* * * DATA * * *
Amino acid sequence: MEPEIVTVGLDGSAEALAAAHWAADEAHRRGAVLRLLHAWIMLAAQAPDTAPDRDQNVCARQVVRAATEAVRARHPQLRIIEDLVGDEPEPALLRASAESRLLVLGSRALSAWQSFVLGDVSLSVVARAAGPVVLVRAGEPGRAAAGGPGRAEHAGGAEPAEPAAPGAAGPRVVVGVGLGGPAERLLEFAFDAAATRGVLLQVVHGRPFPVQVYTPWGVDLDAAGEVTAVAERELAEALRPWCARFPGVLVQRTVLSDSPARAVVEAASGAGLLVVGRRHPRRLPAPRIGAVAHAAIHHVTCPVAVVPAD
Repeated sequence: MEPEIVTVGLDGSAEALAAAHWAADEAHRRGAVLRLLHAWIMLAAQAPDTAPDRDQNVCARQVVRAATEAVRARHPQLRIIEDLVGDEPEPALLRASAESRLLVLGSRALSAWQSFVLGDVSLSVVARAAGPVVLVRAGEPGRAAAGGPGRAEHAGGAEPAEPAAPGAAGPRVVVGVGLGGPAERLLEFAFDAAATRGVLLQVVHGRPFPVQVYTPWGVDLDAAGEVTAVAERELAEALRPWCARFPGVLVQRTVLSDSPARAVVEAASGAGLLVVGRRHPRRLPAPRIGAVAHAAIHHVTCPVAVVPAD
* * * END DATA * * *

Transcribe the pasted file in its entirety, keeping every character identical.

Amino acid sequence: MEPEIVTVGLDGSAEALAAAHWAADEAHRRGAVLRLLHAWIMLAAQAPDTAPDRDQNVCARQVVRAATEAVRARHPQLRIIEDLVGDEPEPALLRASAESRLLVLGSRALSAWQSFVLGDVSLSVVARAAGPVVLVRAGEPGRAAAGGPGRAEHAGGAEPAEPAAPGAAGPRVVVGVGLGGPAERLLEFAFDAAATRGVLLQVVHGRPFPVQVYTPWGVDLDAAGEVTAVAERELAEALRPWCARFPGVLVQRTVLSDSPARAVVEAASGAGLLVVGRRHPRRLPAPRIGAVAHAAIHHVTCPVAVVPAD
Repeated sequence: MEPEIVTVGLDGSAEALAAAHWAADEAHRRGAVLRLLHAWIMLAAQAPDTAPDRDQNVCARQVVRAATEAVRARHPQLRIIEDLVGDEPEPALLRASAESRLLVLGSRALSAWQSFVLGDVSLSVVARAAGPVVLVRAGEPGRAAAGGPGRAEHAGGAEPAEPAAPGAAGPRVVVGVGLGGPAERLLEFAFDAAATRGVLLQVVHGRPFPVQVYTPWGVDLDAAGEVTAVAERELAEALRPWCARFPGVLVQRTVLSDSPARAVVEAASGAGLLVVGRRHPRRLPAPRIGAVAHAAIHHVTCPVAVVPAD